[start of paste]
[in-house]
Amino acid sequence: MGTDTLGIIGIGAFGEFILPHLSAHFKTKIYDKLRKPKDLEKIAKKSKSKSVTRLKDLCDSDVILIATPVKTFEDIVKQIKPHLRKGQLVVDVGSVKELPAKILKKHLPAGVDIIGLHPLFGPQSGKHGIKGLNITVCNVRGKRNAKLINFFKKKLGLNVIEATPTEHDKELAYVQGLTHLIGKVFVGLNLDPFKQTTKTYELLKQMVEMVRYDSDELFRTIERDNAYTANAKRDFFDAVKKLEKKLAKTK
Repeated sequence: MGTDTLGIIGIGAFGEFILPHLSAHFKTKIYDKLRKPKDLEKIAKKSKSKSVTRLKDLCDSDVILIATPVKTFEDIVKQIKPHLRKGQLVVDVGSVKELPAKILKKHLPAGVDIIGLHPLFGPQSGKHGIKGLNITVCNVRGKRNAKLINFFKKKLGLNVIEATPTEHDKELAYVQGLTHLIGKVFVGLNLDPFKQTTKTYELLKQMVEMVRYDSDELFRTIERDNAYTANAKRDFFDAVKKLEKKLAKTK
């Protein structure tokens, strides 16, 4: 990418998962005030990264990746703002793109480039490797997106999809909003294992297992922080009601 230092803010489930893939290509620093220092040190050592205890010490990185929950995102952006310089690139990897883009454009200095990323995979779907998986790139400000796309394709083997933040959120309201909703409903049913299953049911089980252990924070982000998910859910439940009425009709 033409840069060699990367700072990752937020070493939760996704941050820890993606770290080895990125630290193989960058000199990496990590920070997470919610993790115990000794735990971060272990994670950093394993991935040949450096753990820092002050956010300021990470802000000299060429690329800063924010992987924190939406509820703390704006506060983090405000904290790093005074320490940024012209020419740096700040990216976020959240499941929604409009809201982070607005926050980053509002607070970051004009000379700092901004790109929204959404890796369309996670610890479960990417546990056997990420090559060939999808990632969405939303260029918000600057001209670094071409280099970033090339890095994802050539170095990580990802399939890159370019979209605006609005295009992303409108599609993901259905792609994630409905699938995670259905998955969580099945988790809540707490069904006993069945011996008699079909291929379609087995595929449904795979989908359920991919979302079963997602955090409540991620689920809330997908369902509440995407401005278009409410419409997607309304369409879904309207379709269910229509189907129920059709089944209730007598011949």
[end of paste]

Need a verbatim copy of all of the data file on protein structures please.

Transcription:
[in-house]
Amino acid sequence: MGTDTLGIIGIGAFGEFILPHLSAHFKTKIYDKLRKPKDLEKIAKKSKSKSVTRLKDLCDSDVILIATPVKTFEDIVKQIKPHLRKGQLVVDVGSVKELPAKILKKHLPAGVDIIGLHPLFGPQSGKHGIKGLNITVCNVRGKRNAKLINFFKKKLGLNVIEATPTEHDKELAYVQGLTHLIGKVFVGLNLDPFKQTTKTYELLKQMVEMVRYDSDELFRTIERDNAYTANAKRDFFDAVKKLEKKLAKTK
Repeated sequence: MGTDTLGIIGIGAFGEFILPHLSAHFKTKIYDKLRKPKDLEKIAKKSKSKSVTRLKDLCDSDVILIATPVKTFEDIVKQIKPHLRKGQLVVDVGSVKELPAKILKKHLPAGVDIIGLHPLFGPQSGKHGIKGLNITVCNVRGKRNAKLINFFKKKLGLNVIEATPTEHDKELAYVQGLTHLIGKVFVGLNLDPFKQTTKTYELLKQMVEMVRYDSDELFRTIERDNAYTANAKRDFFDAVKKLEKKLAKTK
């Protein structure tokens, strides 16, 4: 990418998962005030990264990746703002793109480039490797997106999809909003294992297992922080009601 230092803010489930893939290509620093220092040190050592205890010490990185929950995102952006310089690139990897883009454009200095990323995979779907998986790139400000796309394709083997933040959120309201909703409903049913299953049911089980252990924070982000998910859910439940009425009709 033409840069060699990367700072990752937020070493939760996704941050820890993606770290080895990125630290193989960058000199990496990590920070997470919610993790115990000794735990971060272990994670950093394993991935040949450096753990820092002050956010300021990470802000000299060429690329800063924010992987924190939406509820703390704006506060983090405000904290790093005074320490940024012209020419740096700040990216976020959240499941929604409009809201982070607005926050980053509002607070970051004009000379700092901004790109929204959404890796369309996670610890479960990417546990056997990420090559060939999808990632969405939303260029918000600057001209670094071409280099970033090339890095994802050539170095990580990802399939890159370019979209605006609005295009992303409108599609993901259905792609994630409905699938995670259905998955969580099945988790809540707490069904006993069945011996008699079909291929379609087995595929449904795979989908359920991919979302079963997602955090409540991620689920809330997908369902509440995407401005278009409410419409997607309304369409879904309207379709269910229509189907129920059709089944209730007598011949």